What issues do you care most about? What topics do you find yourself discussing most passionately, whether online, at the dinner table, in the classroom or with your friends? Our annual Student Editorial Contest invites you to write an evidence-based persuasive piece on an issue that matters to you. To help jump-start your brainstorming, we have gathered a list of writing prompts from our daily Student Opinion feature that invite you to take a stand.
We hope the range inspires you, and we hope the fact that each question links to at least one related Times article gives you a starting point for finding evidence. For more information, here are links to our spring editorial-writing contesta list of winners from that contest and a related lesson plan on argumentative writing. Personal Character and Morality Questions. So i was thinking about doing a topic of Nuclear War for school and i am not able to take and find it on here does anyone know were i can find it?
Take the question about life existing other than on earth. The only argument that should convince anyone that life exists other than on earth would use definitive scientific evidence.
Where are the questions regarding transgender teens or adults? Where are the questions regarding sexuality?
Where are the questions regarding whether or not gender roles have an impact on teens? Hi Tasha, We have touched on all of these issues on the blog numerous times, but for this collection of questions, we only highlighted those asked in a way that most naturally led to argumentative writing. But, for example, we have a whole collection on teaching about LGBT issues here, and we ask questions and run lesson plans around aspects of teenage sexuality regularly.
For instance, just off the top of my head, hereherehereherehere, herehere and here. You are not the only one. They are perfect, however, the images we view of these women and men are They use a tremendous amount of photoshop to create a look they could not even achieve themselves. Yes, looking at these images have an outcome of someone staring unhappily in the mirror, not seeing perfect skin and chiseled abs.
Looking at perfect people in pictures for hours and then looking at yourself, you seem to come across every blemish and fault that the models in the pictures did not have. Having the idea that you could never look as flawless as the unreal people in magazines does have the power to lower your self-esteem. You do not really know how bad you feel about your looks until you see teeth as bright as the sun, the perfect coke bottle shape, and the flawless sun kissed skin in your favorite magazine.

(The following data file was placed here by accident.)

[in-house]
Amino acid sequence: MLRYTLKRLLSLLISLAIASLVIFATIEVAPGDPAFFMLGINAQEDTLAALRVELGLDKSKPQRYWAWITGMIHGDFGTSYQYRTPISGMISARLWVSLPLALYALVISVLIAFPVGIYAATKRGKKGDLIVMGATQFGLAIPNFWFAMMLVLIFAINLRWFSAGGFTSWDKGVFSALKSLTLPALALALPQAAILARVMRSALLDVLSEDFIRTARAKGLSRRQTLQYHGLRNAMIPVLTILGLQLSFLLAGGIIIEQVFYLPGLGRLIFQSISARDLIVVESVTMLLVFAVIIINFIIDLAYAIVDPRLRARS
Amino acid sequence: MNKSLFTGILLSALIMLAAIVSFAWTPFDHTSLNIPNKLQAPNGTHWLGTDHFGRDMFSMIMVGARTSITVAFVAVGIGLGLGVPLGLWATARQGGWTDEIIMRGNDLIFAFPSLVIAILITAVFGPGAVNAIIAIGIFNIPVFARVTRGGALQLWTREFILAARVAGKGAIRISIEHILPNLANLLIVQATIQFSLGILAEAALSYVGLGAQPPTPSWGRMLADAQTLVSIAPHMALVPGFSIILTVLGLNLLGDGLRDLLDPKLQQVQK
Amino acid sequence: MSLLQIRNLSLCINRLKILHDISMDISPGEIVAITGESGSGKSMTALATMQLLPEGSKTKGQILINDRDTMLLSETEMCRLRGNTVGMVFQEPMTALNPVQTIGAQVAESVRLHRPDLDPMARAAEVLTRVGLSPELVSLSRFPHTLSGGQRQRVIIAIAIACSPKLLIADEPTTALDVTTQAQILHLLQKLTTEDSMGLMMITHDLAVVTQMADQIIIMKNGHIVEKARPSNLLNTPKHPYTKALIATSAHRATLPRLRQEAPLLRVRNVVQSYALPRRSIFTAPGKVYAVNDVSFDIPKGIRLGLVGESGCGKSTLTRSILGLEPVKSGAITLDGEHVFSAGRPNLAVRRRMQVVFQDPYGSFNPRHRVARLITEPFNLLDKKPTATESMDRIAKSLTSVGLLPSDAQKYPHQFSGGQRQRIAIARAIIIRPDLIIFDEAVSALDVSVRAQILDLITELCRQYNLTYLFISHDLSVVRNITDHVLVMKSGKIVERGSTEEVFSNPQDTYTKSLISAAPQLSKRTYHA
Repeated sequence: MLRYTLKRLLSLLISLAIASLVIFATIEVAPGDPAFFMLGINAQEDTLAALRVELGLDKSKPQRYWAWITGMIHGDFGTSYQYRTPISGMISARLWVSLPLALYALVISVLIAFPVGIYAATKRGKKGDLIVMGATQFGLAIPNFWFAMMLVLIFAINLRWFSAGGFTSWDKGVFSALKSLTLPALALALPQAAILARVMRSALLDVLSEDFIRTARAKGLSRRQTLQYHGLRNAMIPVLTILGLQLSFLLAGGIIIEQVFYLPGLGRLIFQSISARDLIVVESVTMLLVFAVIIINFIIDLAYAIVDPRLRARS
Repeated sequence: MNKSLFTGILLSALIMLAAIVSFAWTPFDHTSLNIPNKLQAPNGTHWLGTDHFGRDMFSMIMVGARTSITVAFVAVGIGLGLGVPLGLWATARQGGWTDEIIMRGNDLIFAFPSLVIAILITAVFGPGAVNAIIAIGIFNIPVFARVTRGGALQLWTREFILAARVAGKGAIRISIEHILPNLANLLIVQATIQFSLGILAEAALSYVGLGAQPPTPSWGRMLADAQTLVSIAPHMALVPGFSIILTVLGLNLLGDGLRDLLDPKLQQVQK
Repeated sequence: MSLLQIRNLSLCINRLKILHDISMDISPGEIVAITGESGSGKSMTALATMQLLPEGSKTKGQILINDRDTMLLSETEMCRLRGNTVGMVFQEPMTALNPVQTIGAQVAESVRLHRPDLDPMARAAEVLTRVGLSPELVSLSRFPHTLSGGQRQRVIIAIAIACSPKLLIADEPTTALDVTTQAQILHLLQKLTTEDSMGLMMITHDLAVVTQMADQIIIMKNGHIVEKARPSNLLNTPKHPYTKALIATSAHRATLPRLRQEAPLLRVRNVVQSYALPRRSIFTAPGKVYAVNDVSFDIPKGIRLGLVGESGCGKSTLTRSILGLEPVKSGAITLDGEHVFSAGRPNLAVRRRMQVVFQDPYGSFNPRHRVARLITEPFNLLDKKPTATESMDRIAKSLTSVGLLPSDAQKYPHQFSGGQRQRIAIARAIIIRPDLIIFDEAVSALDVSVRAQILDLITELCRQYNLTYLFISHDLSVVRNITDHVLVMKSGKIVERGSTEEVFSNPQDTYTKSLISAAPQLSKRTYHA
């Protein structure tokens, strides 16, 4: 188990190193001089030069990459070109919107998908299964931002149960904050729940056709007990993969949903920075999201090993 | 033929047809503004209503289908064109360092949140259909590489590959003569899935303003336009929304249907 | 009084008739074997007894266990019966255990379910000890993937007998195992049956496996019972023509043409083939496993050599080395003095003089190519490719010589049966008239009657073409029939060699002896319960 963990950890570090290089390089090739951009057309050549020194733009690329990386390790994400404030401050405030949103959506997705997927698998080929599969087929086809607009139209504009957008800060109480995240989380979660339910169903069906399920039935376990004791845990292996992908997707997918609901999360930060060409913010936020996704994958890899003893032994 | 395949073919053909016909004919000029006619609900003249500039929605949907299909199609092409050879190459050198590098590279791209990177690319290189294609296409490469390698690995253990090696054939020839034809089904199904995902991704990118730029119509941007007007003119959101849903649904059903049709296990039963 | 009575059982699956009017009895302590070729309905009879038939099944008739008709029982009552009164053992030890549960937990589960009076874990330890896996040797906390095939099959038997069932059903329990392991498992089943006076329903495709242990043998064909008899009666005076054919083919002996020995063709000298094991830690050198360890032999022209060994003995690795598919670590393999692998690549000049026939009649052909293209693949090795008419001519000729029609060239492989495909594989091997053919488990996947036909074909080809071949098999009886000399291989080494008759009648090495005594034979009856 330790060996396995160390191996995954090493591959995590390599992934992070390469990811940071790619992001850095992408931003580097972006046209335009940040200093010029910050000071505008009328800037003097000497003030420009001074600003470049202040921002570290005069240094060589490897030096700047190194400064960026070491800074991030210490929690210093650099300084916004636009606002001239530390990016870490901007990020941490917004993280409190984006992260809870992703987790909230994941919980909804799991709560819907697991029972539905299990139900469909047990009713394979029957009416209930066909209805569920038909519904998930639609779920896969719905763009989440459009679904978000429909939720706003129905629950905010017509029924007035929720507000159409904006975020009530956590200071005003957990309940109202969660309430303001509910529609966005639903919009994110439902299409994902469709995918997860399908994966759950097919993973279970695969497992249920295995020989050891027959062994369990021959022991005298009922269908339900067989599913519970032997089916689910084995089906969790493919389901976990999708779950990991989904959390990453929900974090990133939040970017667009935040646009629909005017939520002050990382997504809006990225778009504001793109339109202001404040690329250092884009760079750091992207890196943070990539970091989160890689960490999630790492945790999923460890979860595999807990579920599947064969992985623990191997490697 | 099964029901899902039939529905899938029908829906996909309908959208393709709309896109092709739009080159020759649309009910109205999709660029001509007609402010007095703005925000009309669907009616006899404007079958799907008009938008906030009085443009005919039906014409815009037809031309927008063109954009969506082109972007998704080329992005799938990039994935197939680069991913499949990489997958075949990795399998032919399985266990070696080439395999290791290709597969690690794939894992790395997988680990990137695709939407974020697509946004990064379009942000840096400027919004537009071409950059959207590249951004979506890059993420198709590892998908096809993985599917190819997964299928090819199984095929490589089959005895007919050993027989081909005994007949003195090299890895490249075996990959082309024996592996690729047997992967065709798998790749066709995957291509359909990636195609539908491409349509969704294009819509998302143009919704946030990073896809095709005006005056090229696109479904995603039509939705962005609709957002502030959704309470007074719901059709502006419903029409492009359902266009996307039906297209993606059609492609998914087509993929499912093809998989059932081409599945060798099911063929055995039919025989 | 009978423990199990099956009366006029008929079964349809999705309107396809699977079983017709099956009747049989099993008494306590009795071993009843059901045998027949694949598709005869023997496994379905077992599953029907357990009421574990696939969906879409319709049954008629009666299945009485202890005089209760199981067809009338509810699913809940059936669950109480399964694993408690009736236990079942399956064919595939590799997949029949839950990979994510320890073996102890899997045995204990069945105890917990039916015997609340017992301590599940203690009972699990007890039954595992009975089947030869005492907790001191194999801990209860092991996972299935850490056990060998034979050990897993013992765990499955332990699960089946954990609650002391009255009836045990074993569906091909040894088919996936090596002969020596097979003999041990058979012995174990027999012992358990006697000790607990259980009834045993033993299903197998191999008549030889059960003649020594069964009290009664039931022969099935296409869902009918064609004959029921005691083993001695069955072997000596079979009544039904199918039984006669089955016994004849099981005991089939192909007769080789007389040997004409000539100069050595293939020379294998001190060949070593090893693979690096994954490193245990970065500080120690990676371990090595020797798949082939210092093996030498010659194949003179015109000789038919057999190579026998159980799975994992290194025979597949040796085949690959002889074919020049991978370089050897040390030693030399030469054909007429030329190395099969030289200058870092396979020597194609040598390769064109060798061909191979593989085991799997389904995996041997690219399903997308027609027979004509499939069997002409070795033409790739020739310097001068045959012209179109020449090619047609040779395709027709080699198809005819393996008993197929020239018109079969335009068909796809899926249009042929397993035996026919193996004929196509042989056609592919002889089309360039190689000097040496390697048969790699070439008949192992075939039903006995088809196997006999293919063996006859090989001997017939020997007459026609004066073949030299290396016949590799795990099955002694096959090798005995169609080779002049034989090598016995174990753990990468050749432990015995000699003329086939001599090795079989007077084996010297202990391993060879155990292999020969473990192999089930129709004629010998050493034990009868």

Photoshopped images make you look and feel better, but then again it portrays an unrealistic person that is hardly yourself. Everyone has flaws and with this photoshop madness, the flaws are erased. With no flaws in these images there is no limit to how far someone will go to get that level of perfection, even though that level is unachievable because a great deal of lightening, smoothing, and shrinking has been added to the image.
The more photoshop is being used to clear up insecurities; the more it is just adding to ours. If you see before and after photos, you will realize that people in the photoshopped images are not as perfect as they claim to be. And we should not feel bad about ourselves because of this, but we do.
Seeing how a size 10 model can be photoshopped down to a size 1 is ridiculous. How can wrinkles vanish inconspicuously, uneven skin tones be evened out, dark circles erased, and stretch marks blurred?Welcome to our fifth writing unit of the school year. Below you will find a detailed description of each element, which you can customize to make your own unit.
To learn more, visit our writing curriculum overview. Thanks to the work of people like Malala Yousafzai and Greta Thunberg, the Parkland students and the teenagers in the streets of Hong Kong, the power young people can wield when they stand up for a cause is clear. And the fact that many members of Gen Z, the most ethnically and racially diverse generation the United States has ever seen, will vote for the first time this year, makes those voices even more critical.
Our student writing prompt forums encourage them to weigh in on current events and issues daily, while our Student Editorial Contest has offered an annual outlet since for formalizing those opinions into evidence-based essays. Here is what this unit offers, but we would love to hear from both teachers and students if there is more we could include.
Let us know in the comments, or by writing to LNFeedback nytimes. How young is too young to use social media? Should students get mental health days off from school? These are the kinds of questions we ask every day on our site.